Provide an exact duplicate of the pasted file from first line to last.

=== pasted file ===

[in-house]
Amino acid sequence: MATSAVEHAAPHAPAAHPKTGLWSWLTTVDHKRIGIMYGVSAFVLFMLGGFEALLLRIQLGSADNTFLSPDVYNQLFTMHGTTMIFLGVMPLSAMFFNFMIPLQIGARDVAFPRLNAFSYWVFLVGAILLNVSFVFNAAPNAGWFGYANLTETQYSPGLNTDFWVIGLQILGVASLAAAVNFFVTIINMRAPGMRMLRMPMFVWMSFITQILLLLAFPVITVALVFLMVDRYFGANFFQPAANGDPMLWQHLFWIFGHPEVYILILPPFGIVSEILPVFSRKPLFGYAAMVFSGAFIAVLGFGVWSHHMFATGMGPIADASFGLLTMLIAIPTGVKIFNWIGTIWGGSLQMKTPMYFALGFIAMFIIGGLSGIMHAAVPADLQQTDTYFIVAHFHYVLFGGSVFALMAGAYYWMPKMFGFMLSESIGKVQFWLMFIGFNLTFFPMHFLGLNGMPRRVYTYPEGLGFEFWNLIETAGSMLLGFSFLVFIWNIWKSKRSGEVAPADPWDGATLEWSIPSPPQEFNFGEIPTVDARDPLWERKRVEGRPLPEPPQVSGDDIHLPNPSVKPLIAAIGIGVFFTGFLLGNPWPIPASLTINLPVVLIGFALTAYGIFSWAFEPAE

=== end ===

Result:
[in-house]
Amino acid sequence: MATSAVEHAAPHAPAAHPKTGLWSWLTTVDHKRIGIMYGVSAFVLFMLGGFEALLLRIQLGSADNTFLSPDVYNQLFTMHGTTMIFLGVMPLSAMFFNFMIPLQIGARDVAFPRLNAFSYWVFLVGAILLNVSFVFNAAPNAGWFGYANLTETQYSPGLNTDFWVIGLQILGVASLAAAVNFFVTIINMRAPGMRMLRMPMFVWMSFITQILLLLAFPVITVALVFLMVDRYFGANFFQPAANGDPMLWQHLFWIFGHPEVYILILPPFGIVSEILPVFSRKPLFGYAAMVFSGAFIAVLGFGVWSHHMFATGMGPIADASFGLLTMLIAIPTGVKIFNWIGTIWGGSLQMKTPMYFALGFIAMFIIGGLSGIMHAAVPADLQQTDTYFIVAHFHYVLFGGSVFALMAGAYYWMPKMFGFMLSESIGKVQFWLMFIGFNLTFFPMHFLGLNGMPRRVYTYPEGLGFEFWNLIETAGSMLLGFSFLVFIWNIWKSKRSGEVAPADPWDGATLEWSIPSPPQEFNFGEIPTVDARDPLWERKRVEGRPLPEPPQVSGDDIHLPNPSVKPLIAAIGIGVFFTGFLLGNPWPIPASLTINLPVVLIGFALTAYGIFSWAFEPAE